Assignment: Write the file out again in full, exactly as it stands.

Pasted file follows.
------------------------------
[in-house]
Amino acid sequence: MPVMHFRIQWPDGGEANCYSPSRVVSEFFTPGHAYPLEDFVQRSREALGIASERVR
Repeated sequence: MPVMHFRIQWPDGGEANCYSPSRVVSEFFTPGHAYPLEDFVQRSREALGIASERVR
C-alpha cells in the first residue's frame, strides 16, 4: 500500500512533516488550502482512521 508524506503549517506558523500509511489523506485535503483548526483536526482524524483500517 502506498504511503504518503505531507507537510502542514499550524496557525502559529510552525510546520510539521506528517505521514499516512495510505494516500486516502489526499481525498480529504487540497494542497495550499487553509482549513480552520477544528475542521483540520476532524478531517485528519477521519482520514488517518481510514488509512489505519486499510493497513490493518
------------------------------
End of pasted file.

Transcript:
[in-house]
Amino acid sequence: MPVMHFRIQWPDGGEANCYSPSRVVSEFFTPGHAYPLEDFVQRSREALGIASERVR
Repeated sequence: MPVMHFRIQWPDGGEANCYSPSRVVSEFFTPGHAYPLEDFVQRSREALGIASERVR
C-alpha cells in the first residue's frame, strides 16, 4: 500500500512533516488550502482512521 508524506503549517506558523500509511489523506485535503483548526483536526482524524483500517 502506498504511503504518503505531507507537510502542514499550524496557525502559529510552525510546520510539521506528517505521514499516512495510505494516500486516502489526499481525498480529504487540497494542497495550499487553509482549513480552520477544528475542521483540520476532524478531517485528519477521519482520514488517518481510514488509512489505519486499510493497513490493518